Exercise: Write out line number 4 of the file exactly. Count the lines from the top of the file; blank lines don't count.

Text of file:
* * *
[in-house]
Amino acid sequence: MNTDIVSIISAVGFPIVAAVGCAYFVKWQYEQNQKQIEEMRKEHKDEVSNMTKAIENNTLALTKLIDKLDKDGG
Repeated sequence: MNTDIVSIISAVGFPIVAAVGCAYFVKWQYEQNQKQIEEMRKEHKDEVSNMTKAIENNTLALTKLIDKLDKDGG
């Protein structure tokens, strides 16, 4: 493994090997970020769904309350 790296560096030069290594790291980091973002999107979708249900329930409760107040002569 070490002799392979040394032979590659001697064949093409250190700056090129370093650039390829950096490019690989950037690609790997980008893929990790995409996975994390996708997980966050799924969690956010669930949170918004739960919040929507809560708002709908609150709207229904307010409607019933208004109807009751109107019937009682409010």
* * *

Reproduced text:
């Protein structure tokens, strides 16, 4: 493994090997970020769904309350 790296560096030069290594790291980091973002999107979708249900329930409760107040002569 070490002799392979040394032979590659001697064949093409250190700056090129370093650039390829950096490019690989950037690609790997980008893929990790995409996975994390996708997980966050799924969690956010669930949170918004739960919040929507809560708002709908609150709207229904307010409607019933208004109807009751109107019937009682409010």